Former Philadelphia Phillies manager Charlie Manuel suffered a stroke in Florida on Saturday and is currently recovering. The Phillies have not provided an update on his condition, but he received prompt treatment, which was crucial in surviving the stroke. Manuel’s condition was improving 12 hours after the stroke, which occurred during an unidentified medical procedure in Florida.
Dr. Tana Theofanis from Main Line Health explained that Manuel was likely treated with a procedure called mechanical thrombectomy. This involves inserting a catheter into a blood vessel inside the body, which then goes into the head and brain to locate and remove the blood clot causing the stroke. While thrombectomy has a good success rate, timing is crucial for its effectiveness.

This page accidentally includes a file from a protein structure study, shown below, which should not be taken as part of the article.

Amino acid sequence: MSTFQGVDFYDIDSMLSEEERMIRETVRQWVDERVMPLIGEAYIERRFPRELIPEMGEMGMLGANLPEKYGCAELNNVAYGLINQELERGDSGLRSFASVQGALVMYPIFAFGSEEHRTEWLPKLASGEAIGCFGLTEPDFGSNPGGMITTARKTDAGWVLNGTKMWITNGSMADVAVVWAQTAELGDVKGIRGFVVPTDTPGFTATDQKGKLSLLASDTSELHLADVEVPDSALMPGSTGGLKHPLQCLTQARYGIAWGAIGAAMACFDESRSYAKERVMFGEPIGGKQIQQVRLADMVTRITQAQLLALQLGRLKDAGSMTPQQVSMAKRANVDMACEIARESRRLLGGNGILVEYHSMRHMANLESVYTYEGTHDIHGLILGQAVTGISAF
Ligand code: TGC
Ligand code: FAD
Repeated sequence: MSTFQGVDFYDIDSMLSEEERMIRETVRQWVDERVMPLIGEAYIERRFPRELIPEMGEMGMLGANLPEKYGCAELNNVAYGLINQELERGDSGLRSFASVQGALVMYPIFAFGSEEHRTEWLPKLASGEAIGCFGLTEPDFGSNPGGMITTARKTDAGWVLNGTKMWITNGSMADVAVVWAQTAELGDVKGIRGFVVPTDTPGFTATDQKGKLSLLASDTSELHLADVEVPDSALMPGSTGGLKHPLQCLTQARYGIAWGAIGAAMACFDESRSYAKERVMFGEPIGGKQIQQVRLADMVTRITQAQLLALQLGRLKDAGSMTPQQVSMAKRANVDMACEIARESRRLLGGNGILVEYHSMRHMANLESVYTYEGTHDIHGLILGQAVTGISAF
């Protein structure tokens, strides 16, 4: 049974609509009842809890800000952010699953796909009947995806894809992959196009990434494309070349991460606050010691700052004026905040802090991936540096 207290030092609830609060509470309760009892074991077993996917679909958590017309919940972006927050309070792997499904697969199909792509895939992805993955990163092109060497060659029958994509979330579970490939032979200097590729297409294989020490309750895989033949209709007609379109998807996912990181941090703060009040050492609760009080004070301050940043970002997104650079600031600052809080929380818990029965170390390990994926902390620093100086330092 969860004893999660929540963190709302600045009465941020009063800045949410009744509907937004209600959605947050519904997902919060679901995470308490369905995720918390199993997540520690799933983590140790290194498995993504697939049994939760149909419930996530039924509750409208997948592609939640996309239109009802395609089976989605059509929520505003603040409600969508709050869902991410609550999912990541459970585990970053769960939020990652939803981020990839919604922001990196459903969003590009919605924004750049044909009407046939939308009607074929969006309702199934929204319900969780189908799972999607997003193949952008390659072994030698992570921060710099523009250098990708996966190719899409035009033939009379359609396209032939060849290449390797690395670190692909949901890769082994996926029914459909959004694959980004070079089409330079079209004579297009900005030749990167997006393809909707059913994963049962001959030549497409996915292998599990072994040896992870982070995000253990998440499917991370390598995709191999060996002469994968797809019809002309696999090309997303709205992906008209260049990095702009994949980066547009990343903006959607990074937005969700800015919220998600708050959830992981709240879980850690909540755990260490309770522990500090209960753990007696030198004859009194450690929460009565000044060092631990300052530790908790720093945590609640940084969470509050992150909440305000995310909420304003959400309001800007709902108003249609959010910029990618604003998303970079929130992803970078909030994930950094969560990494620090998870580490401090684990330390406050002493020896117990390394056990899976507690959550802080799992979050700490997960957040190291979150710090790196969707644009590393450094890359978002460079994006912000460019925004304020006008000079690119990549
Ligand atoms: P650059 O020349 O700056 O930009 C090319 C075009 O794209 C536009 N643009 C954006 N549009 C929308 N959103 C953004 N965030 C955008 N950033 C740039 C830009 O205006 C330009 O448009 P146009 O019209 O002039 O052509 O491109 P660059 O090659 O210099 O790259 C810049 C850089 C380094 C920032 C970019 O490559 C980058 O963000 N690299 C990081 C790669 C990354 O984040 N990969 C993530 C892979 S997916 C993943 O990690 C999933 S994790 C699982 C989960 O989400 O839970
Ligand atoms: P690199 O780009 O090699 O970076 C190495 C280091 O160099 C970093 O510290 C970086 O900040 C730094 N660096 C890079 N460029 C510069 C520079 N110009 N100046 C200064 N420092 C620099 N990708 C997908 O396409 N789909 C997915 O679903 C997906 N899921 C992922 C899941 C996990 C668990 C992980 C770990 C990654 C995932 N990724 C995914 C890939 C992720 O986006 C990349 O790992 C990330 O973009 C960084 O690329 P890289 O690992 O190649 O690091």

Fortunately, Manuel was already in the medical field and received timely treatment. The procedure may result in some disability, such as numbness or weakness on one side, but over time, stroke symptoms may subside or completely resolve. Manuel is one of the approximately 800,000 people in the United States who suffer a stroke each year. He has several serious medical problems, including heart disease, which could potentially delay his recovery.
The Phillies have expressed their love and support for the legendary manager, and Manuel’s wife credits the incredible support with helping him in his recovery. Like most stroke survivors, Manuel will likely require extensive rehabilitation. Stephanie Stahl, an Emmy Award-winning health reporter, provides daily updates on Manuel’s condition on CBS3 Eyewitness News and The CW Philly.